Majesty's Office of Works, Edinburgh ; T. Mainland, Bressay ; P Moar, Lerwick ;
J. Mooney, J.P., Kirkwall ; W. Ratter, Lerwick; D. J. Robertson, Kirkwall ; G.
Russell, Lerwick ; H. W. Scarth of Breckness ; L. Scott, Lerwick ; J. Stewart,
Whalsay ; E.S. Reid Tait, Lerwick ; W. Traill, C.E., J.P., of Holland ; and G. Mackie
Watson, F.R.I.B.A.
Orkney and Shetland are well known for the number, variety and interest of
their prehistoric remains. Such monuments as Maes Howe, the Rings of Brodgar and
of Stenness, and the Broch of Mousa, have long been famous. The present survey has
afforded an opportunity, not only for reviewing earlier knowledge of all the prehistoric
monuments found in the islands, but also for assembling the results of some very
important discoveries which have been made during the past few years, while, in
addition, much completely new matter is now published for the first time. It may be
mentioned further that this Inventory practically completes our survey of the areas
in which brochs are found in any numbers, and that in consequence the present
volumes, together with those dealing with Caithness, Sutherland, and the Outer
Hebrides and Skye, may be taken as containing nearly all the material likely to be
helpful to students of these structures without further excavation. The records of the
early domestic sites, again, as well as the evidence of Celtic Christianity provided by
ogham inscriptions and symbol carvings, are also of considerable interest.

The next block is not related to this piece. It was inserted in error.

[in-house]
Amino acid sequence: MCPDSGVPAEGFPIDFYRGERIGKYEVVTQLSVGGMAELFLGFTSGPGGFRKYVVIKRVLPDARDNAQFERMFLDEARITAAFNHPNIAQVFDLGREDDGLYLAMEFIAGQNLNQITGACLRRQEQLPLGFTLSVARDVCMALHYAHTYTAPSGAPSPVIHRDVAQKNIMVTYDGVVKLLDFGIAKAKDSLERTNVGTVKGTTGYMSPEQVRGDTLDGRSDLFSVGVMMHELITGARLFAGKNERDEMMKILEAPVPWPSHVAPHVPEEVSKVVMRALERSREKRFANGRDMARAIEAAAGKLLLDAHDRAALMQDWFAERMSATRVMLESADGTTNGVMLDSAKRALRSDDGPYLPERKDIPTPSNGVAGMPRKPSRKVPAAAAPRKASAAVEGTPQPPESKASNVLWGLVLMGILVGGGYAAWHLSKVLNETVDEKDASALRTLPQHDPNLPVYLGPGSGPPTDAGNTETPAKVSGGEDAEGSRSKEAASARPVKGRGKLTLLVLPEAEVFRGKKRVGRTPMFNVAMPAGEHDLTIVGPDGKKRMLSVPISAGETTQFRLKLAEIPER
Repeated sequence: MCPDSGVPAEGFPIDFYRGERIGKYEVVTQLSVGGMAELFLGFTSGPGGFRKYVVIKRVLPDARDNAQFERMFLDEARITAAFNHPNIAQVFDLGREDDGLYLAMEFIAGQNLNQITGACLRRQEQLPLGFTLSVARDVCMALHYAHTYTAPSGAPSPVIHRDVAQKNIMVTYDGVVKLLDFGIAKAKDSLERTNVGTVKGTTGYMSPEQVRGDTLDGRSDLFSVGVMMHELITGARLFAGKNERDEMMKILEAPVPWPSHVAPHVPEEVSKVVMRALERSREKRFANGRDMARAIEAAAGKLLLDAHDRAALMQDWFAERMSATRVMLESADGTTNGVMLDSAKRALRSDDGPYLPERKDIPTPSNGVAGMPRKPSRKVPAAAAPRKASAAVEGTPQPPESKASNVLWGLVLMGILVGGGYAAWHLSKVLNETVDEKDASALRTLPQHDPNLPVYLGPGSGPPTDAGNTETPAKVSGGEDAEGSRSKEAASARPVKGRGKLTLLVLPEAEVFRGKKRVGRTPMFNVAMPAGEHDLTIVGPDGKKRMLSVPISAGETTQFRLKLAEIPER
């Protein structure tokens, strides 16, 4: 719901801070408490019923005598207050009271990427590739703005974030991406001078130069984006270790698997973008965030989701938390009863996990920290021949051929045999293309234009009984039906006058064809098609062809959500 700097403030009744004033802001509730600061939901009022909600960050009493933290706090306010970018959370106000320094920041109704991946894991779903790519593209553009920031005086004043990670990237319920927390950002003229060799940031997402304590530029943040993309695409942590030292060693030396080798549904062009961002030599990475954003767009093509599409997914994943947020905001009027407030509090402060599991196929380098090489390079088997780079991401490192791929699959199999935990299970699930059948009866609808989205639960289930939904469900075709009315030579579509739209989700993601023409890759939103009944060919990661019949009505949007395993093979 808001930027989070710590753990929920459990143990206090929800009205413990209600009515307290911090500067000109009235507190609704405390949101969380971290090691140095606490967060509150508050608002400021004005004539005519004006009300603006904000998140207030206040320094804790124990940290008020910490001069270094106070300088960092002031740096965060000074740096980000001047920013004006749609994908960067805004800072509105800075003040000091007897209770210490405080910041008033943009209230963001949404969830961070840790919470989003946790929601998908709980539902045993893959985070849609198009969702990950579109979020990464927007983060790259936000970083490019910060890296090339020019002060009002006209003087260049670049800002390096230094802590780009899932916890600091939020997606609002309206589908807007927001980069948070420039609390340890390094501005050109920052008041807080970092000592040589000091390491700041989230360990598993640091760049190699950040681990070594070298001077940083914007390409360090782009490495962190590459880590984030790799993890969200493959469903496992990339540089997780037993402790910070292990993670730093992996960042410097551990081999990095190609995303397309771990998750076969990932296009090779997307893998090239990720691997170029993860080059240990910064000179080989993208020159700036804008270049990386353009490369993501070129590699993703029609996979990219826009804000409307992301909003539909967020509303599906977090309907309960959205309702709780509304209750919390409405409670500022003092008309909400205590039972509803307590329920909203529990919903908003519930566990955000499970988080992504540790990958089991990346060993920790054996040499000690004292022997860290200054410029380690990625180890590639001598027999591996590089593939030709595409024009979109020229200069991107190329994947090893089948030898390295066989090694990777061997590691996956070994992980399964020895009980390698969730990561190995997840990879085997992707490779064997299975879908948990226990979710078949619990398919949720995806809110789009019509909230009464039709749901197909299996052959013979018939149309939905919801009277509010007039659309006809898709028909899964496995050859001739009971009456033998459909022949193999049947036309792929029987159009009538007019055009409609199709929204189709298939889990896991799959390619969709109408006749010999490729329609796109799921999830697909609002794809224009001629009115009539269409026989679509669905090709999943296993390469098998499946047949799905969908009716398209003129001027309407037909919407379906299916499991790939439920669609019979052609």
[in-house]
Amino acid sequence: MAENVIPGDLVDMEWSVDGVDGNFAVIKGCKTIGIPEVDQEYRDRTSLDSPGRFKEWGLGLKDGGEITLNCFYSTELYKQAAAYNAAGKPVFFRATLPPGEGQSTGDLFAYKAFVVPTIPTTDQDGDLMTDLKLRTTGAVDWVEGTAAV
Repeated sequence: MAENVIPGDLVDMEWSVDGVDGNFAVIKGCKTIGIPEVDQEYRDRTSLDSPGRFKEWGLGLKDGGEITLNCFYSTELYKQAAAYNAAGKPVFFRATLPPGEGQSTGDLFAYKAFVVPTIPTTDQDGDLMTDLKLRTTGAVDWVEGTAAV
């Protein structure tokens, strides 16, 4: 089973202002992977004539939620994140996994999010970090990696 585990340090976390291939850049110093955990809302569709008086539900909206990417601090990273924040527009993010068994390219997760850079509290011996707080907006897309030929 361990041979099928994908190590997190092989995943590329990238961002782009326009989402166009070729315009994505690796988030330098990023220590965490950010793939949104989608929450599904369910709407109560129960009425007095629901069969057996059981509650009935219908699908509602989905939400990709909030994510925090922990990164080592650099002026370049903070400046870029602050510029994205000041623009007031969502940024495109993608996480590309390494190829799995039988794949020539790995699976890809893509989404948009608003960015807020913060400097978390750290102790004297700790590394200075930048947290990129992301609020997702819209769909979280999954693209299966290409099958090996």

In view of the fact that these islands were for centuries the seat of a Norwgian
Earldom, the number of monuments attributable to the Norse régime is disappoint-
ingly small. However, the mere grouping together of all the available matter, some of
it new, does something to facilitate the study of this period. In particular, the runic
inscriptions in Maes Howe have been given very full treatment. Architectural remains
of the Norse and succeeding periods, such as the series of early churches which have
survived without material alteration, are in general of much interest in their anti-
quarian aspect though not very distinguished artistically. But at least three of the
buildings here recorded - St. Magnus Cathedral and the Earl's Palace in Kirkwall, and
Muness Castle in Unst - are amongst the finest examples of their types in Scotland.
The present description of St. Magnus Cathedral is much more fully detailed than any
which has previously appeared.
The general condition of the monuments is unsatisfactory, and those which are
not under the protection of Your Majesty's Office of Works are deteriorating rapidly.
The advance of dilapidation was noted by our officers even during the eight years
occupied by the present survey. In the case of buildings of the historic periods the
cause appears to be lack of attention suffered for a long period in the past, the effects of
which are now becoming patent. The decay of the prehistoric structures, on the other
hand, seems rather to be due to a secular process of attrition whether at the hands of
farmers and builders, or of careless persons of all sorts. We note, however, that the
work of the Orkney Antiquarian Society and the visits made by our own officers in the
course of the survey have resulted in a gratifying increase in the interest taken in, and
the respect felt for; their heritage by the people of the islands.
We desire to record that a full description of the post-Reformation tombstones in
the Cathedral Churchyard at St. Andrews, which was inadvertently omitted from the
Inventory of the Ancient and Historical Monuments and Constructions of Fife, has
been duly prepared and published in the Proceedings of the Society of Antiquaries of
Scotland, Volume lxx (1935-6), pages 40 to 121.


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